As humanity copes with human-induced climate change, an important task is assessing geographic patterns of risk based on expected changes in various associated natural hazards. A recent study by ProPublica seeks to do just that, assessing anticipated risks related to excessive heat and humidity, wildfires, sea level rise, and crop yields, leading to estimates of the net effects of these changes for the GDP of each US county.
What is striking and concerning about these results is that many of the most vulnerable areas (in shades of red, above) are also areas where the US population is growing most rapidly (in shades of green, below). Why is this happening? A recent PBS video focused on this issue notes that many of the places that are most vulnerable to climate-change-related hazards are also places where the cost of living is relatively low, making them attractive places in the short term, despite the fact that most of the people moving there already know the long-term prognosis.
It turns out that the tendency of humans to move into areas for short-term gain, despite awareness of longer-term risks, is nothing new. In one study, for example, Dylan Schwindt and colleagues examined the settlement history of what is now Montezuma County, Colorado, between about 600 and 1280 AD, based on the archaeological record left by the ancestors of today’s Pueblo Indian peoples. They found that, as the regional population grew, people increasingly moved to areas where land was more available for farming, but it was also more susceptible to drought. This would have been obvious to the settlers simply based on differences in the wild plants that were growing in different areas, but people nevertheless privileged short-term gain over longer term risk. Most likely, they didn’t have a reasonable alternative. Times were good when people first moved into these areas, but when the so-called “great drought” hit in 1276 AD, about 30% of the regional population was no longer able to feed itself. The resulting social conflict led to the collapse of the entire society and the complete depopulation of the region.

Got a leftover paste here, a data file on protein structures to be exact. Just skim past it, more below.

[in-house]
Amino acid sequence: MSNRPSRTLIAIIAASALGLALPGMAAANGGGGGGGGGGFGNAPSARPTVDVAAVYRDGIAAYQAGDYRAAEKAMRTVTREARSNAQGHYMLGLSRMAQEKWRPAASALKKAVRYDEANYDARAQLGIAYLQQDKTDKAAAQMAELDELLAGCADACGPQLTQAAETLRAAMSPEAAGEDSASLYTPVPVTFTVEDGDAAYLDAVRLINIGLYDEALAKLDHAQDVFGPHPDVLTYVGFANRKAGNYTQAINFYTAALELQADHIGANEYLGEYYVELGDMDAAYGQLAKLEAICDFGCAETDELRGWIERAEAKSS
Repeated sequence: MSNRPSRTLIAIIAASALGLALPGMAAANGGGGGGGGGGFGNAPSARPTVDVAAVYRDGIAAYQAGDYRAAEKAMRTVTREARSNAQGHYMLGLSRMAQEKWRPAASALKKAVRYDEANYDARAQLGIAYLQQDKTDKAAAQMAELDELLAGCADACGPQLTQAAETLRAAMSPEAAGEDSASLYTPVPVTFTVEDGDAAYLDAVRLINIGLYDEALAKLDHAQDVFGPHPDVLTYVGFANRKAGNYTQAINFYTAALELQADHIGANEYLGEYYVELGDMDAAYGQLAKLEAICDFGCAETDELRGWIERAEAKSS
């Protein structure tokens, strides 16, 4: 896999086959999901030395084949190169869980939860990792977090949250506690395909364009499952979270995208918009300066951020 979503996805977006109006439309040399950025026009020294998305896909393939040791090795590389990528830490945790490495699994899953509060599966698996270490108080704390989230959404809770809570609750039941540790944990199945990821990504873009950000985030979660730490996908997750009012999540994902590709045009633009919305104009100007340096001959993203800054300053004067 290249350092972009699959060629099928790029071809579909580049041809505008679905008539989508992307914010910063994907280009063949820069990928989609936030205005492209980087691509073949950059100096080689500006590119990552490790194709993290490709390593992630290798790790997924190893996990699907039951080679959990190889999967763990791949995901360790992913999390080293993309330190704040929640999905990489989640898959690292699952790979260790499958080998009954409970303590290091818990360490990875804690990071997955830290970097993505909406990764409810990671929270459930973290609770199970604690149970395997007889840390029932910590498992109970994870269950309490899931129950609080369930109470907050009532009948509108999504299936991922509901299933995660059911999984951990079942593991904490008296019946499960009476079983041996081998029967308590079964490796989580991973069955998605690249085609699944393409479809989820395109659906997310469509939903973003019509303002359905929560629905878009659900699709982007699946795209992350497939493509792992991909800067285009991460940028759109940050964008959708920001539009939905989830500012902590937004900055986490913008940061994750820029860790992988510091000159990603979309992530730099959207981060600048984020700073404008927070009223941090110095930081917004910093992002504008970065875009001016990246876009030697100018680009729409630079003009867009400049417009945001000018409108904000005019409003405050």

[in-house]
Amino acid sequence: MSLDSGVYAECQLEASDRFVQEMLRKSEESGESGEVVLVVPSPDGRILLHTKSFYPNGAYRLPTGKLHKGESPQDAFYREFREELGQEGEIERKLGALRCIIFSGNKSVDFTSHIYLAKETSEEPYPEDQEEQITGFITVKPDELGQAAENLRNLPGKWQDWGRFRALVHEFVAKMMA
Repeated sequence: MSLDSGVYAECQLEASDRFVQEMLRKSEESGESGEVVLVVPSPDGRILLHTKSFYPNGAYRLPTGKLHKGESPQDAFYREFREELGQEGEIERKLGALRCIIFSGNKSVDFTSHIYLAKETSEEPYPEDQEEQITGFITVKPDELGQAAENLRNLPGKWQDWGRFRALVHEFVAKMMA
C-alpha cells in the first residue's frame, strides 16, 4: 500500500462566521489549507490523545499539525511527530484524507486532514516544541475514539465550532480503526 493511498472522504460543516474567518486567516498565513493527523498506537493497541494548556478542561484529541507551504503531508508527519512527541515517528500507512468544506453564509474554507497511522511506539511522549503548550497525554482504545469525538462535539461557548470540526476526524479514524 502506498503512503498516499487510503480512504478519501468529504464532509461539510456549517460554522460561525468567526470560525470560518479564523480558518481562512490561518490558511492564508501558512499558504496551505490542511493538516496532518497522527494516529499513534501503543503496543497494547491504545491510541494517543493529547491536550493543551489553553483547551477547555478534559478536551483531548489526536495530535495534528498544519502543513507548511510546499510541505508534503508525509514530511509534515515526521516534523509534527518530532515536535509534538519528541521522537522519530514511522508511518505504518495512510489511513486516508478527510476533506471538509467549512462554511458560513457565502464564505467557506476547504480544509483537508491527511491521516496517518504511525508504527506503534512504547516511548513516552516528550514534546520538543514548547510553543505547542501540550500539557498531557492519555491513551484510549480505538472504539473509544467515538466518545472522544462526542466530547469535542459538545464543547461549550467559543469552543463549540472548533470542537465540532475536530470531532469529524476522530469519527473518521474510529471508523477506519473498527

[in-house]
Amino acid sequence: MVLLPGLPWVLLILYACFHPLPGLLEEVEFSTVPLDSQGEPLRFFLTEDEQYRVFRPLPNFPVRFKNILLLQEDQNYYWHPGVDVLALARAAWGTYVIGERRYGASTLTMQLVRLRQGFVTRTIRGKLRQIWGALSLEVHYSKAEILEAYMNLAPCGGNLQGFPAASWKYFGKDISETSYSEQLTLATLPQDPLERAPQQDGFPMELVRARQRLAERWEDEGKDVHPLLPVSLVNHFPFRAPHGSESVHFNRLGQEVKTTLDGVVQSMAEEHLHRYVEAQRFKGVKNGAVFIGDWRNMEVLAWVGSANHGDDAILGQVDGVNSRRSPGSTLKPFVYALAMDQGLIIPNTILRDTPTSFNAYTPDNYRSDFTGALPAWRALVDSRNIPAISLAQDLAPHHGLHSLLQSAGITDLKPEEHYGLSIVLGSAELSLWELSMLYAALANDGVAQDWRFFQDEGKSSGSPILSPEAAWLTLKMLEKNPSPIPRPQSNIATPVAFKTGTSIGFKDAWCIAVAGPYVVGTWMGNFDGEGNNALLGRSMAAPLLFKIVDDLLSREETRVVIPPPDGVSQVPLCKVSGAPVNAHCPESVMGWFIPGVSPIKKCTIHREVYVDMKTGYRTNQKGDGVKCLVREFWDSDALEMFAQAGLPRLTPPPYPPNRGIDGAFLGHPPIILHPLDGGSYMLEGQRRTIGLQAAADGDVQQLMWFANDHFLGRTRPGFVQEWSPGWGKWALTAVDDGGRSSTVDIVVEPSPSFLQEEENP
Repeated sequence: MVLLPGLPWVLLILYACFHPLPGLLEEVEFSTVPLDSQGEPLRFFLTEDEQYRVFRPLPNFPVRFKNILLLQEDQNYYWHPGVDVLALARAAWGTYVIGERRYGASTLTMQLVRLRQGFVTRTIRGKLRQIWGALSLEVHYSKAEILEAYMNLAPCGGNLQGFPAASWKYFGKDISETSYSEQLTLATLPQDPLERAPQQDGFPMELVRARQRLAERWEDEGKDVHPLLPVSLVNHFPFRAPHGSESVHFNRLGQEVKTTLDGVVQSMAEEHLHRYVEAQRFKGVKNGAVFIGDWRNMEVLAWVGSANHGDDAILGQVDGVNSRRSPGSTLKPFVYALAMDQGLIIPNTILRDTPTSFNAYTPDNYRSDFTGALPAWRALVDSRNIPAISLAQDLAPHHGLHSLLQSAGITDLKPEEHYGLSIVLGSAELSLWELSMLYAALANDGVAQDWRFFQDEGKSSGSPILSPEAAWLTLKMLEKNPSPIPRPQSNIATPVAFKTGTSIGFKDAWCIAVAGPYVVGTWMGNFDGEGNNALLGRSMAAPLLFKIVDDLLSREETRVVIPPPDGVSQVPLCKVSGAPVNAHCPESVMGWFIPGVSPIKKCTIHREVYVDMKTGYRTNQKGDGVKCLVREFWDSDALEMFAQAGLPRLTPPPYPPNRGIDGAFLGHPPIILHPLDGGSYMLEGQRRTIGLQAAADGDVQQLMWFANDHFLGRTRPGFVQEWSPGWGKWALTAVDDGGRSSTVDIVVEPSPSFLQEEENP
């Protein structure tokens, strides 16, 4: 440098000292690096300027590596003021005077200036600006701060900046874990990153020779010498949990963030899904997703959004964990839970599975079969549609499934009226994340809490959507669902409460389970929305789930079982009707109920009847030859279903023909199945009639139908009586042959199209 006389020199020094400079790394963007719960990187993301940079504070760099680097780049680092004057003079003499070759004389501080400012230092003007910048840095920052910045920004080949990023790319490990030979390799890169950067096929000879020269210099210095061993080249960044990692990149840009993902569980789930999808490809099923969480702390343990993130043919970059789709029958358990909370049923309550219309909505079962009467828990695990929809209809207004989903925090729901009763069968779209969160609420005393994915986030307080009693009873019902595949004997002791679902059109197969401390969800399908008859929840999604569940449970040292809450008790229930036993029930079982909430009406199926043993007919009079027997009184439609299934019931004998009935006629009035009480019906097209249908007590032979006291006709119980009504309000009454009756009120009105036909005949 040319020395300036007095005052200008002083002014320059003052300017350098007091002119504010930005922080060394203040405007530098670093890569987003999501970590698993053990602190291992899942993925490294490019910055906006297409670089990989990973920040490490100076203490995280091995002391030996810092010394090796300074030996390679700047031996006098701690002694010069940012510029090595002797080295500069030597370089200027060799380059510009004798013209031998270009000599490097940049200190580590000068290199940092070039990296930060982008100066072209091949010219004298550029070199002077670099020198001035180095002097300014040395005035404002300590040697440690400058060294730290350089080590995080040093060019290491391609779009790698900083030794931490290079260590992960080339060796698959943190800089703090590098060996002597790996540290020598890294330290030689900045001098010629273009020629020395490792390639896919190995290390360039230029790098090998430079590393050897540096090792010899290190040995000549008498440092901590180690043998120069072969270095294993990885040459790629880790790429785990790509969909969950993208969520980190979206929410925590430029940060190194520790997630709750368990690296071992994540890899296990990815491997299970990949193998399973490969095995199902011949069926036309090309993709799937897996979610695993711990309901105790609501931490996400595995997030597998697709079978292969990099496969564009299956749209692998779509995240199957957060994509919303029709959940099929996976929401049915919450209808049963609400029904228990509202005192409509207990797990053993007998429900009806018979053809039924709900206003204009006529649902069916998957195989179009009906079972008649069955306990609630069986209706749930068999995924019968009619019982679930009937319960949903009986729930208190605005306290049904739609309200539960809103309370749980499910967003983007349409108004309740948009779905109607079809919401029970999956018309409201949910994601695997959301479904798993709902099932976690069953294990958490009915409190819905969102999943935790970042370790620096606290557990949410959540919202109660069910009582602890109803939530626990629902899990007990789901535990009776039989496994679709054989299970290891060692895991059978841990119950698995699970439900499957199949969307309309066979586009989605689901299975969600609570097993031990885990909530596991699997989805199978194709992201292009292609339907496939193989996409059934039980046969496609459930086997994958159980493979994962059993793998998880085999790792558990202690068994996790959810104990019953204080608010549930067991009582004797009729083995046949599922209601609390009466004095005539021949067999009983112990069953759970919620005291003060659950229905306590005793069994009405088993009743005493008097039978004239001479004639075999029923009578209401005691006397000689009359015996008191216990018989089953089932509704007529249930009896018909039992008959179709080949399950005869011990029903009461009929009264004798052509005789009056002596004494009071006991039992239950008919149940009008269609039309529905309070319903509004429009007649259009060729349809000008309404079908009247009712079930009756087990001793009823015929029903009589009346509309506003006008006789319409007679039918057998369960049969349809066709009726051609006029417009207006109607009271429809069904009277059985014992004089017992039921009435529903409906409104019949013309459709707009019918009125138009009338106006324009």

Parallels between archaeological studies like these and the present-day situation suggest that when people decide where to move, their cost-benefit analyses are biased toward the recent past–a phenomenon economists call “discounting the future.” If this really is how people think, and broad demographic and social forces emerge from it, then informing the public about future climate-related risks is not likely to affect where people choose to move today. It would seem the only practical way to shape migration patterns is to implement policies that make less hazardous areas more appealing now. Moderating the social consequences of climate change may depend on it!